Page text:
The Martlet often judges the success of a story on how well it resonates with the UVic community. Since it’s hard to gauge the reaction of each person who picks up a newspaper, sometimes, the easiest source of community feedback comes from social media websites like Facebook, Twitter, and Reddit.
We had plenty of stories this year that captured attention on those sites — here are five of the most memorable.
3.5k FB views, 88 interactions
Stories regarding the housing crisis in Victoria definitely resonated with our online readers (check out our top opinion pieces story on page X), and this unique story about a racist landlord was no exception. In February, the Martlet broke the story of Natalia Carranza, a Colombian student who turned down a prospective landlord and, in return, received texts from the landlord that said Latino students were “off the list.” The texts, apparently meant for the landlord’s child, said that only Korean and Japanese students would be considered for renting.
The landlord later sent an apology to Carranza via text, while others on Facebook shared the story and recounted landlord horror stories of their own.
5.8k FB views, 230 interactions
April brought a much more feel-good story to UVic. The story was that of Nathan Bodie, a UVic student with autism who attended classes through a national program named STEPS Forward. At other universities in Canada, students finishing STEPS Forward attend their university’s convocation ceremonies, but this wasn’t the case at UVic. A petition was struck up by Bodie’s friend Julia Templeman to allow STEPS students to convocate, and soon thousands had signed.
The UVic Senate passed a motion allowing Bodie and other STEPS Forward program members to attend convocation and cross the stage. Representatives from the university said they’d been working on making it happen, but the strength of the voices behind the petition surely helped speed up the process.
Bodie was flattered by the attention, but he said it wasn’t why he spoke up.
“I did it to change a policy that so badly needed to be changed,” he said.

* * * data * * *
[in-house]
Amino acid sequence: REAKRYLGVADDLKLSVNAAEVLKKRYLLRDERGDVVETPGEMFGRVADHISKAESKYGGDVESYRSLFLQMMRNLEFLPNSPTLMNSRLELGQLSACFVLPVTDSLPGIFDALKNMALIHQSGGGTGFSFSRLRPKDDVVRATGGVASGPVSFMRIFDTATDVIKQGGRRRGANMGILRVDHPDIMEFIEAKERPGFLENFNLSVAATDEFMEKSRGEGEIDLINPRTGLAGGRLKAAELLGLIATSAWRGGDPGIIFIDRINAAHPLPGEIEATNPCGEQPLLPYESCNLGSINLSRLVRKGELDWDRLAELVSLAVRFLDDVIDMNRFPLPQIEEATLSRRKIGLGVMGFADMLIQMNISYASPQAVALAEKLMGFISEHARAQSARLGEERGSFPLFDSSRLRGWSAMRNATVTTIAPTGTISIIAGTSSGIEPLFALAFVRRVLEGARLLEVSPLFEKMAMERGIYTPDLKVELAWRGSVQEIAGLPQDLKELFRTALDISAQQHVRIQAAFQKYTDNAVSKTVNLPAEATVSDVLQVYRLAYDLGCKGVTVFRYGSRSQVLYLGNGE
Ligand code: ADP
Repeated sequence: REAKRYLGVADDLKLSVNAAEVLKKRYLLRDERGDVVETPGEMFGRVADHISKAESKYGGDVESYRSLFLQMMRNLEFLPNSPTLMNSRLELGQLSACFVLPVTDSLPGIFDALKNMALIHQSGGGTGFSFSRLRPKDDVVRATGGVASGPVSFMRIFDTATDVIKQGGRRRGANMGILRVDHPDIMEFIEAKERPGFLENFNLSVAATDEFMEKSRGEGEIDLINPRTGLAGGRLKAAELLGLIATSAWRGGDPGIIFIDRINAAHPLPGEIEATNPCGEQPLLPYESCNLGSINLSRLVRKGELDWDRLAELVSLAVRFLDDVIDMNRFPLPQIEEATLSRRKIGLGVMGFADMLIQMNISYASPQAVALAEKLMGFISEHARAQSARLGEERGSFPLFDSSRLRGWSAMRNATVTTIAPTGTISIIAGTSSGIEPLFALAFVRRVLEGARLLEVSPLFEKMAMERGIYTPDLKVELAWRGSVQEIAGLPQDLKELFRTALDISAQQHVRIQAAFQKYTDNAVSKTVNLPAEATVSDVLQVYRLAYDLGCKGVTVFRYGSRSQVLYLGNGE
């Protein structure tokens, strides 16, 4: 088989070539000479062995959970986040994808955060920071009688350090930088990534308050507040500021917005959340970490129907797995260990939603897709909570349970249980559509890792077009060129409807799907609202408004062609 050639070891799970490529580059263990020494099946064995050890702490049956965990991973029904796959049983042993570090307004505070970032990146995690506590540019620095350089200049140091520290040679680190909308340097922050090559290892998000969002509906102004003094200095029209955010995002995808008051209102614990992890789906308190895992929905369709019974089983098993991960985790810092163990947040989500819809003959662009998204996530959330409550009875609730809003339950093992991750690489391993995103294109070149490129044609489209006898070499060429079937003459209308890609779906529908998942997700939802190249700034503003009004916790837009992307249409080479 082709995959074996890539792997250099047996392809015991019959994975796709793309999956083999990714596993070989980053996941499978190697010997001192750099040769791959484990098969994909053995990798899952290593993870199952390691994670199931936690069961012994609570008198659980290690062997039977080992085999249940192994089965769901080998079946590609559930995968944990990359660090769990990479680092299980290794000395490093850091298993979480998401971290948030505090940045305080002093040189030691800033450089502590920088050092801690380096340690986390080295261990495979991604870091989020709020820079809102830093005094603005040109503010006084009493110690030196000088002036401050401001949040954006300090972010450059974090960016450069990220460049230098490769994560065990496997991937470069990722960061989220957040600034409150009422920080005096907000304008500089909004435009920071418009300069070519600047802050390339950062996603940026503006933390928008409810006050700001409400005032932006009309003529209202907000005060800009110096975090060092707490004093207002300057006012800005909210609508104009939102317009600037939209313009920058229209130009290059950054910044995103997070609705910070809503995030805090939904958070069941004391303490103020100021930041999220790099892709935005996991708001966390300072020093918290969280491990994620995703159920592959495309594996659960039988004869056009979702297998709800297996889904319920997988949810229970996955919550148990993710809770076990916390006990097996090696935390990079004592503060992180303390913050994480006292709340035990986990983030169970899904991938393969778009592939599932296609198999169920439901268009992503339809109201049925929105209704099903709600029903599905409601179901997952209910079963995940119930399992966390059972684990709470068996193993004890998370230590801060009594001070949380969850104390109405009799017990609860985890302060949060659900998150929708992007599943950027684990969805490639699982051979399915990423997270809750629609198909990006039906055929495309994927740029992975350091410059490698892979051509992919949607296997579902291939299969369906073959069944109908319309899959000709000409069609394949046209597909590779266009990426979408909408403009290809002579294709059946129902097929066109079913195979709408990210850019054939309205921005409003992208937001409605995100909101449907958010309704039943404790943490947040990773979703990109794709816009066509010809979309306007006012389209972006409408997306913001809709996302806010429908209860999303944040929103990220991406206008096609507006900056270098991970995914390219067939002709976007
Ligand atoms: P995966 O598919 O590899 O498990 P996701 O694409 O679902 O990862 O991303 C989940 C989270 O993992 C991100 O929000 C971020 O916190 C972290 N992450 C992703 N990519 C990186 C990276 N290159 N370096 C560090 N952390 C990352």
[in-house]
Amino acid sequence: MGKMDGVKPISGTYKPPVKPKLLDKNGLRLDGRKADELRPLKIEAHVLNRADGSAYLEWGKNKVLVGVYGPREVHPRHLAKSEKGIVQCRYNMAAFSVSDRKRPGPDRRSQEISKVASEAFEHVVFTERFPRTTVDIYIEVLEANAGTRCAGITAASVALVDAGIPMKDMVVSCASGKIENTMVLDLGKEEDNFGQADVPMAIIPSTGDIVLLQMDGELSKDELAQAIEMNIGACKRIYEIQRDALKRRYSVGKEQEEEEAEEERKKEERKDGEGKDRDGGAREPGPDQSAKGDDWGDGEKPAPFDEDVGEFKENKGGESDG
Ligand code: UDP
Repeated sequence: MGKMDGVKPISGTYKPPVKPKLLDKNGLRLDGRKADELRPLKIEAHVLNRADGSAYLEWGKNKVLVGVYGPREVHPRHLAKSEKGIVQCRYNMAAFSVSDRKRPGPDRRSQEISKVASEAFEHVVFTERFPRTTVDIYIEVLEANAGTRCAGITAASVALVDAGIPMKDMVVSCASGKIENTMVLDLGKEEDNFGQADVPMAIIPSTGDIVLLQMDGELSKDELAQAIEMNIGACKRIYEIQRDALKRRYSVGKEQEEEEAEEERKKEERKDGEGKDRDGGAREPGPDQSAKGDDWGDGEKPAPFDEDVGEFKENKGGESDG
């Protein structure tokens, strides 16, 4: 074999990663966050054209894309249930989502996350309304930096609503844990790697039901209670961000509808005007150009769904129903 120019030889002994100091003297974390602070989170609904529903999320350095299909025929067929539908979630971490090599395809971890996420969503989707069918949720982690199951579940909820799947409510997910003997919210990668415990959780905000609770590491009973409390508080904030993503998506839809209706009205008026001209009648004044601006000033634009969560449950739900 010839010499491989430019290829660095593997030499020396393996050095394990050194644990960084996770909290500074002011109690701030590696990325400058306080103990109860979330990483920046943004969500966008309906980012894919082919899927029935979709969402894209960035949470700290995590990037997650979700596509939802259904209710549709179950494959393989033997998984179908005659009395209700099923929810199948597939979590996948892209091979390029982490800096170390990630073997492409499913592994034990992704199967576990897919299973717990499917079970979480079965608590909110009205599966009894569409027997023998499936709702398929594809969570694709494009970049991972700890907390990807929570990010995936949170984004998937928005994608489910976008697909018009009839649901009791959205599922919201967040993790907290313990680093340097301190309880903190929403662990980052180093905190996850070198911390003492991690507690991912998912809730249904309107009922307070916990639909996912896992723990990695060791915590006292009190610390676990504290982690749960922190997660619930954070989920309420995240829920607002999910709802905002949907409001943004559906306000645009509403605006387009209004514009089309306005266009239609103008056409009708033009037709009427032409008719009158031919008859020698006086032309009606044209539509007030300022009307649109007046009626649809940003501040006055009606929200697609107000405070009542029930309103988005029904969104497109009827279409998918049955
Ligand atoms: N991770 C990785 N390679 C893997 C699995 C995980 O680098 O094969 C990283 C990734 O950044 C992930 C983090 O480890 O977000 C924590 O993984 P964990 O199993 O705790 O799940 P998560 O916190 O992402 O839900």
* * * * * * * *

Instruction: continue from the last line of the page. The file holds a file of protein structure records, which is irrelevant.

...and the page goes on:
2.8k FB views, 59 interactions / 3.6k Twitter views, 30 engagements
In what was one of our most viewed posts on Facebook and Twitter (3 000 views on Facebook, 3 500 on Twitter), the Martlet broke the news that UVic and Sitka had partnered to release a limited line of crew neck sweaters and t-shirts, which replaced the “I” in “UVIC” with the famous Sitka Spruce tree that adorns many of the local business’s products.
The sweaters and shirts became a hit, with many UVic students snapping them up quickly. Other students, however, took issue with the prices: $100 for a sweater and $40 for a t-shirt.
“I have an existential crisis every time I consider buying a $3 avocado at the grocery store,” wrote Miki Wnzi on our Facebook post. “How are students supposed to afford a $100 hoodie?”
2.4k FB views, 26 interactions
In September, screenshots from a Snapchat story came to the forefront of campus discussions. The story showed two students in residence using slurs and derogatory actions against Indigenous communities in Canada.
A select few defended the posts a joke, but most were outraged — including UVic’s president Jamie Cassels, who made a statement condemning the photos and promised a full investigation.
Eventually, the university concluded its investigation and reported that the two students in the photos were engaging in a “restorative process” that would be enforced by the offices of Equity and Human Rights, Student Life, and Indigenous Academic and Community Engagement.
1.7k FB views, 96 interactions / 935 Twitter views, 23 engagements
There is a small community of UVic “meme groups” on Facebook, posting both UVic-relevant and unrelated joke photos and posters. Sometimes, this loose band of procrastinating students can do great things.
They demonstrated this in September, when UVic Food Services removed the popular Mozzarella Sticks from their residence menus. Students retaliated with a speed and fervour that could only come from cheese deprivation by creating a petition that called for the return of the deep-fried favourite. When the university promised to bring the mozza sticks back (charging a few extra bucks, mind you), students were overjoyed.
“I’m so HAPPY,” gushed Kate Bernier on a Facebook post announcing the news.
“Truly the best thing to happen in 2017,” wrote Sky T. Losier.
“God is real,” wrote @erydillonn on UVic Foods’ Instagram post.